The Accused (1988)

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Directed by Jonathan Kaplan
Screenplay by Tom Topor

Rated R

Jodie Foster as Sarah Tobias
Kelly McGillis as Deputy District Attorney Kathryn Murphy
Bernie Coulson as Kenneth Joyce
Leo Rossi as Cliff Albrect
Ann Hearn as Sally Fraser
Steve Antin as Bob Joiner
Woody Brown as Danny
Kim Kondrashoff as Kurt
Tom O’Brien as Larry
Carmen Argenziano as District Attorney Paul Rudolph
Scott Paulin as Attorney Ben Wainwright

In 1974, NBC aired a made-for-television movie called A Case of Rape.  Ratings were huge, critics raved, and audiences were shocked to see beloved Bewitched actress Elizabeth Montgomery portray a young wife and mother who is viciously raped – twice – by the same man. What’s more, audiences were educated that rape victims are typically violated not once, but twice, by the criminal justice system.  The network reportedly balked at showing the second rape attack, where Montgomery is assaulted and savagely beaten in a parking garage – but the actress threatened to walk if the network censored the scene.  Montgomery won and the scene remained, and she earned a well-deserved Emmy nomination.

Jonathan Kaplan’s The Accused explores similar territory, where the victim is again victimized after the initial sexual assault.  Sarah Tobias (Jodie Foster) is a working-class young woman, abrasive and crass.  She lives with her musician/drug dealer boyfriend Larry (Tom O’Brien), and after an argument one night she goes to meet up with girlfriend Sally (Ann Hearn), who waits tables at a local bar called The Mill.

Sarah proceeds to get drunk and stoned on marijuana, flirts with a few of the patrons, and does a sexy dance to a song she loves when it begins playing on the jukebox.  But Sarah resists the advances of Danny (Woody Brown), yet he won’t take no for an answer.  Goaded by onlookers, Danny and two other men brutally gang rape Sarah on top of a pinball machine, until she finally breaks free, running out into the street, half-naked, crying for help.

There is little sympathy for Sarah, aside from a rape center counselor.  The DA is Kathryn Murphy, a smart, educated woman, and she sees Sarah as low-class, especially given the amount of alcohol and pot consumed on the night in question.  As if the rape itself wasn’t traumatic enough, we are reminded again of the further indignities suffered by rape victims as they are questioned about their past, their sexual proclivities, and so on.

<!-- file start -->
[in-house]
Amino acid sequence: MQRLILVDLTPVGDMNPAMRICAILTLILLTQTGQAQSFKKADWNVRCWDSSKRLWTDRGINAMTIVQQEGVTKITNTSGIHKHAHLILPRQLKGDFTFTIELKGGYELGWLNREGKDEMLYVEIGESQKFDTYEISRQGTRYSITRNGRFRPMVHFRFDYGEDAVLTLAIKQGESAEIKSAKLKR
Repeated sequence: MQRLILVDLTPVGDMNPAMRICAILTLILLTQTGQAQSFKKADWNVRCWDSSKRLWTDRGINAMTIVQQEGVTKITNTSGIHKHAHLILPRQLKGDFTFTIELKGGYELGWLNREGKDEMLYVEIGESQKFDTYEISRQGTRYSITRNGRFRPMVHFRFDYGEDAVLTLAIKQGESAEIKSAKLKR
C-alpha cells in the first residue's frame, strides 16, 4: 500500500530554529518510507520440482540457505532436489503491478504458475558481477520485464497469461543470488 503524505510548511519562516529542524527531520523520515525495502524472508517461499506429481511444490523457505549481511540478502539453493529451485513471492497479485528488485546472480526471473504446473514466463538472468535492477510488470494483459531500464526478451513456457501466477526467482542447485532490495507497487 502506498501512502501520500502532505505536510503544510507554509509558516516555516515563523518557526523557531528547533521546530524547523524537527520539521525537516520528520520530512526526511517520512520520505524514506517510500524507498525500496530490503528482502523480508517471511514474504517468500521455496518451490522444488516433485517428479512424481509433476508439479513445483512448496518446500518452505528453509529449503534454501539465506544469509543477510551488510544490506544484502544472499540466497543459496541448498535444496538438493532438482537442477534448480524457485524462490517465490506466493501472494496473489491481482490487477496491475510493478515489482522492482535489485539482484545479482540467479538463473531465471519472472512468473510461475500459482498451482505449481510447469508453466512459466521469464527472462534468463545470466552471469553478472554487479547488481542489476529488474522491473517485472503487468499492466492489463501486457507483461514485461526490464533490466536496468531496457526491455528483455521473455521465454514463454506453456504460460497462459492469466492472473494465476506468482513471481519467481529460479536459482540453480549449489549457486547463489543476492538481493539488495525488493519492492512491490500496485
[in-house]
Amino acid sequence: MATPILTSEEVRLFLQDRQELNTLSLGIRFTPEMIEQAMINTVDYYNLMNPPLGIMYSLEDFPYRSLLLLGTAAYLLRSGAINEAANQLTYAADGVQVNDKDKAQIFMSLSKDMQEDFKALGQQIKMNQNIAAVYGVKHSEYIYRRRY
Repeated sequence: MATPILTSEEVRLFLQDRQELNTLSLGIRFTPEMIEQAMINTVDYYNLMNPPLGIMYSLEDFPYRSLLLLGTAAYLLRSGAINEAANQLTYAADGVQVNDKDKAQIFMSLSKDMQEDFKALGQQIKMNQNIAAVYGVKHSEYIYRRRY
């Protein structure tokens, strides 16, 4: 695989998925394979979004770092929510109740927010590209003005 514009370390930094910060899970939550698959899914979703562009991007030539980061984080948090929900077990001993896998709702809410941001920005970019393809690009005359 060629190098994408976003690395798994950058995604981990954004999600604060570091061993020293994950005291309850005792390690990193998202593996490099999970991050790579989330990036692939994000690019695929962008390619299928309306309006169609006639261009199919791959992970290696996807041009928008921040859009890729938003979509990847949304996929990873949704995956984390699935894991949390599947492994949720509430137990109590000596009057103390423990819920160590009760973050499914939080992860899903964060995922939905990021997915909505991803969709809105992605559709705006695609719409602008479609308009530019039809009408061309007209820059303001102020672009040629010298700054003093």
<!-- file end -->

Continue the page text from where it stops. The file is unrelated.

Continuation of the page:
One of the attackers is a college student named Bob (Steve Antin, who went on to direct 2010’s Burlesque), and his parents hire a well-regarded and high-priced attorney.  Bob’s lawyer refuses to accept a charge with any reference to a sex crime.  Kathryn, not confident she has a winning case, pleads down the case, and the rapists are charged with reckless endangerment.

Sarah is furious to learn Kathryn sold her out, and the rapists will not be held accountable for their unspeakable crime.  The film’s turning point occurs when Sarah is accosted by one of the men in the bar (the man, in fact) who cheered on the rape, and kept the rape going.  Kathryn realizes her error in judgment, and she resolves to prosecute the men who encouraged the rape, by cheering, clapping, yelling, goading.  She charges them with criminal solicitation.

We do not see much of Kathryn’s background, but one can assume she has had more advantages than Sarah.  She is under 30, but clearly successful and accomplished.  Sarah, in contrast, is in her early 20s, earns a living as a waitress, and has probably had few, if any, of the opportunities afforded to Kathryn.  Kelly McGillis is powerful in the less flashy role, underplaying the part of Kathryn to great effect.  When she finally sees Sarah as a person, as a woman … she goes for broke to correct her error and give Sarah her day in court.

The case hinges on the testimony of the one and only witness who came forward, Kenneth Joyce (Bernie Coulson).  He left the bar shortly before Sarah escaped, and he called the authorities.  He is ambivalent to testify, because if the jury believes his story, his buddy Bob and the other rapists will receive extended sentences, and the rape will go on record.

Foster gives the performance of a lifetime here.  She brings Sarah to life, vividly and honestly.  The scenes on the witness stand are some of the best moments in the movie, particularly when Kathryn asks Sarah what she was feeling while she was being raped.  Sarah’s answer, and Foster’s acting, is shattering.

There’s an interesting scene where Sarah cuts her hair off, following a confrontation with Kathryn regarding the deal, reducing the charges.  In 2013, the iconic television character Olivia Benson (Mariska Hargitay), on NBC’s Law & Order: Special Victims Unit, was abducted and tortured for several days by a serial rapist/killer.  Following her escape, she cuts off her hair.  I conducted an online search, and women are apparently more vulnerable to violent sex crimes when they have longer hair.  It should be mentioned that Hargitay has used her celebrity to launch The Joyful Heart Foundation, which helps victims of sexual assault, domestic violence, and child abuse heal and reclaim a sense of joy in their lives.

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